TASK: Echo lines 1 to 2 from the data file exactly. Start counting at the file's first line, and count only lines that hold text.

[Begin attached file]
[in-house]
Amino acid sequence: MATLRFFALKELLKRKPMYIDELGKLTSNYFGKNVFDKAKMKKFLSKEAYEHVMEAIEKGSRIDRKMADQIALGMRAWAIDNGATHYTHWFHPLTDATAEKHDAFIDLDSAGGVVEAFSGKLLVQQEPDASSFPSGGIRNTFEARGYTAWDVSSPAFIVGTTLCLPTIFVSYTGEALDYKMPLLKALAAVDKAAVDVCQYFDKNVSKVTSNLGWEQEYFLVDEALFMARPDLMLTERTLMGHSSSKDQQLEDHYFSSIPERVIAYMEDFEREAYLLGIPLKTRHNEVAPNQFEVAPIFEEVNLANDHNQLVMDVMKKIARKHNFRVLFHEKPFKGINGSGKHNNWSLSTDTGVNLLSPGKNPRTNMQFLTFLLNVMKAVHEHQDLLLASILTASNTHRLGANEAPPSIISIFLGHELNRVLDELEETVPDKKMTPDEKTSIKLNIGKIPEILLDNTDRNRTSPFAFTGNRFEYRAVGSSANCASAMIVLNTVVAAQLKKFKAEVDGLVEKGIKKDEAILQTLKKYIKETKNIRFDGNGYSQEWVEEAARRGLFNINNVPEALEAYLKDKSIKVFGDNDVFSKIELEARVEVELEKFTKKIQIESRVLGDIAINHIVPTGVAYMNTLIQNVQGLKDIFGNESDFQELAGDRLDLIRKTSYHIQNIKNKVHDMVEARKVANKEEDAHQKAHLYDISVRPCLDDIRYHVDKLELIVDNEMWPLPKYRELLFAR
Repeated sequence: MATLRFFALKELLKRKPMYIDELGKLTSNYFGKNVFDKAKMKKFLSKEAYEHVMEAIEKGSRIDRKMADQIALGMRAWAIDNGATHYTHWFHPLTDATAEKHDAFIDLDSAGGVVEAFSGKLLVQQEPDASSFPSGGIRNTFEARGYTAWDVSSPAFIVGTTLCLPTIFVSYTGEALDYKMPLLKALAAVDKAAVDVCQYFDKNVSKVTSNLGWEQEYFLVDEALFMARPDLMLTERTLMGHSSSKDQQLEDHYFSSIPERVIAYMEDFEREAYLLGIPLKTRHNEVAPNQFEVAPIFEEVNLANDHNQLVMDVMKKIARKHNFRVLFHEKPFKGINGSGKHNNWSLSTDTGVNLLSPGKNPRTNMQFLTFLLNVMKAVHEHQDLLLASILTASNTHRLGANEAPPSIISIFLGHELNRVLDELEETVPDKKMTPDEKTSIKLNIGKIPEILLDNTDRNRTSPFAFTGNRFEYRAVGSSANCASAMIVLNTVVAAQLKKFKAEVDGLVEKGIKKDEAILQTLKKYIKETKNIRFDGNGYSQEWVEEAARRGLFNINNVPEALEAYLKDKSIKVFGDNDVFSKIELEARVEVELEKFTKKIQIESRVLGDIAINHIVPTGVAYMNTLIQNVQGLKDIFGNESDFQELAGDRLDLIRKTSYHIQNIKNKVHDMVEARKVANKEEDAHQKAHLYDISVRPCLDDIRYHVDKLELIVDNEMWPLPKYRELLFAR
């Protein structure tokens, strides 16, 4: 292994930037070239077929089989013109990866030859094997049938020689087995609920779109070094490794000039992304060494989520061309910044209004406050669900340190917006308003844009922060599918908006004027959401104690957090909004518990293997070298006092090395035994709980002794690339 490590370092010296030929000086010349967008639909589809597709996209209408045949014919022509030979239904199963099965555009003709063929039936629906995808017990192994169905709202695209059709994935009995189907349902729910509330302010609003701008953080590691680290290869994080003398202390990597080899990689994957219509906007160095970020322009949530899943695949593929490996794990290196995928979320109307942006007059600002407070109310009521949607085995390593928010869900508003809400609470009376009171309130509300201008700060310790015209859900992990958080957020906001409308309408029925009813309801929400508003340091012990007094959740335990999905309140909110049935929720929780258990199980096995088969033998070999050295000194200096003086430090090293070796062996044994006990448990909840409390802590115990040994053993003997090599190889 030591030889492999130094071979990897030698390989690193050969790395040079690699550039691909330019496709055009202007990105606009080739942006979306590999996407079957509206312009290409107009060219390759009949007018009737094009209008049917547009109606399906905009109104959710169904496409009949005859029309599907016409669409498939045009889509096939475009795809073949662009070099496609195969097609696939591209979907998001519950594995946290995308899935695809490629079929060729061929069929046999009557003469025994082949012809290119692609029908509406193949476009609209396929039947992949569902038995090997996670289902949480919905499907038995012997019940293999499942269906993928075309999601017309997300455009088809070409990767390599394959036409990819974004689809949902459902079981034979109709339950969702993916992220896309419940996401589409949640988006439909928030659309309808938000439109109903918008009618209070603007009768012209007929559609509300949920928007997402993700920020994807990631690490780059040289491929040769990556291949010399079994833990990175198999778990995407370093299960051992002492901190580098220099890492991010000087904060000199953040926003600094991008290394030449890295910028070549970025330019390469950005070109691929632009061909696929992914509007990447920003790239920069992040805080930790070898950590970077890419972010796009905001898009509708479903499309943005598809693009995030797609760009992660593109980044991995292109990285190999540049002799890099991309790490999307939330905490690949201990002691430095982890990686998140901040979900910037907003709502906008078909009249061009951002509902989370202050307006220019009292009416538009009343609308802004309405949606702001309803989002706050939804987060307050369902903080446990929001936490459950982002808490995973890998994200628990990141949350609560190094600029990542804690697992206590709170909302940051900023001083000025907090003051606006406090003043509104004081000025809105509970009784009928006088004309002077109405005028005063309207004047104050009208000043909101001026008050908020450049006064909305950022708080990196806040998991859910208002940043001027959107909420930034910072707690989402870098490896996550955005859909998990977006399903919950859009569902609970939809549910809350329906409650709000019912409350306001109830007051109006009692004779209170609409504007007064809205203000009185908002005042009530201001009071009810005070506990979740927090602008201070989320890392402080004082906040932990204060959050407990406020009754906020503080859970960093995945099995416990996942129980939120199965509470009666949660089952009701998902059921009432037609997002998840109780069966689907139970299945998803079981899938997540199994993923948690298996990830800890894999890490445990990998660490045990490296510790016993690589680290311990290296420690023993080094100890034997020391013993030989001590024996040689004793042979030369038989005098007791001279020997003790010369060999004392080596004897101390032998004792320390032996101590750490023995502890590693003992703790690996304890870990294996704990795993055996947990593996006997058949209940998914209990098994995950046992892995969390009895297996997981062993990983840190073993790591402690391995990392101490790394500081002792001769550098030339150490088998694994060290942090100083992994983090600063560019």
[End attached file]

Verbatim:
[in-house]
Amino acid sequence: MATLRFFALKELLKRKPMYIDELGKLTSNYFGKNVFDKAKMKKFLSKEAYEHVMEAIEKGSRIDRKMADQIALGMRAWAIDNGATHYTHWFHPLTDATAEKHDAFIDLDSAGGVVEAFSGKLLVQQEPDASSFPSGGIRNTFEARGYTAWDVSSPAFIVGTTLCLPTIFVSYTGEALDYKMPLLKALAAVDKAAVDVCQYFDKNVSKVTSNLGWEQEYFLVDEALFMARPDLMLTERTLMGHSSSKDQQLEDHYFSSIPERVIAYMEDFEREAYLLGIPLKTRHNEVAPNQFEVAPIFEEVNLANDHNQLVMDVMKKIARKHNFRVLFHEKPFKGINGSGKHNNWSLSTDTGVNLLSPGKNPRTNMQFLTFLLNVMKAVHEHQDLLLASILTASNTHRLGANEAPPSIISIFLGHELNRVLDELEETVPDKKMTPDEKTSIKLNIGKIPEILLDNTDRNRTSPFAFTGNRFEYRAVGSSANCASAMIVLNTVVAAQLKKFKAEVDGLVEKGIKKDEAILQTLKKYIKETKNIRFDGNGYSQEWVEEAARRGLFNINNVPEALEAYLKDKSIKVFGDNDVFSKIELEARVEVELEKFTKKIQIESRVLGDIAINHIVPTGVAYMNTLIQNVQGLKDIFGNESDFQELAGDRLDLIRKTSYHIQNIKNKVHDMVEARKVANKEEDAHQKAHLYDISVRPCLDDIRYHVDKLELIVDNEMWPLPKYRELLFAR